I am not a negative person (at least I think) but I also don’t seek to find the bright side of things either. In any case, I have seen first hand, God’s hand in my life. As a self-employed business owner who relies on larger consulting firms for work, the last quarter of 2016 was devoid of work. I’d been through times like this before but this was the longest period I’d ever experienced. I told myself to focus on letting God’s plan unfold and be patient (not an easy task). Work earlier in the year kept me so busy that true priorities started to slip. In late December, the phone started ringing again – it was the military contracting office. I’m writing this devotion on the airplane returning from Ft. Sam Houston in San Antonio TX. I spent a week there at Army North HQ planning for a project in South Carolina in February. At the airport this morning, received another request for a trip to Washington State. “God cares for those who trust in Him.”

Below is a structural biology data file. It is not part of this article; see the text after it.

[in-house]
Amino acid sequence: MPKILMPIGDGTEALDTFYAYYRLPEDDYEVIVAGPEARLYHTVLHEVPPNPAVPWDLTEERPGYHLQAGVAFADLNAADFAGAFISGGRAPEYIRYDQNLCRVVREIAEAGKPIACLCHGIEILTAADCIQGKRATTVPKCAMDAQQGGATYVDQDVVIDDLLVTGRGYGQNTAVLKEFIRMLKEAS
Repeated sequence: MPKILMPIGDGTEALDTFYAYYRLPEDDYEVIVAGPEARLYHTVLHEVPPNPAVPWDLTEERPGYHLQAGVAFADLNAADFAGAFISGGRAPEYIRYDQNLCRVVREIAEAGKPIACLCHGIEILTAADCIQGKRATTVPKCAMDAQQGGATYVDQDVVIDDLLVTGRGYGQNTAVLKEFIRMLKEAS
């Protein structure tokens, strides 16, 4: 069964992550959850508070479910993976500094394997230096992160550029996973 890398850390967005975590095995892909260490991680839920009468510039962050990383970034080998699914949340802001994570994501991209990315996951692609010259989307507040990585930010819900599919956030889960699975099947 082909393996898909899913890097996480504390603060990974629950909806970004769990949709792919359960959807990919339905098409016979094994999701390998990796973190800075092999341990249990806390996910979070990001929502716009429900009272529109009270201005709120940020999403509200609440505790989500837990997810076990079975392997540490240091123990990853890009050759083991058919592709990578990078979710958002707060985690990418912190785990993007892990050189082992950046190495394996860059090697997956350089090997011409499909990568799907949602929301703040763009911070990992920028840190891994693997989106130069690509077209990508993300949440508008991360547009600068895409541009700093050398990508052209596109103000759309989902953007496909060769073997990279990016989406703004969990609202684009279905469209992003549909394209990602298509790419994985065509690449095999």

“The Lord is good, a refuge in times of trouble. He cares for those who trust in Him,” Nahum 1:7

It is ironic that this was written by someone in the Old Testament, which is filled with stories about people not trusting God. We all know that it was so bad that God had to take matters in His own hands and send His Son to bring salvation. I look at this single act of love as what allows us to turn to God as “a refuge in times of trouble”. No matter what I’ve done, God loves me! I saw an old friend who retired last year while I was in San Antonio. He had suddenly lost a close friend in the days preceding my arrival. A man of faith, my friend was down on his loss – he had forgotten where to turn in his time of trouble.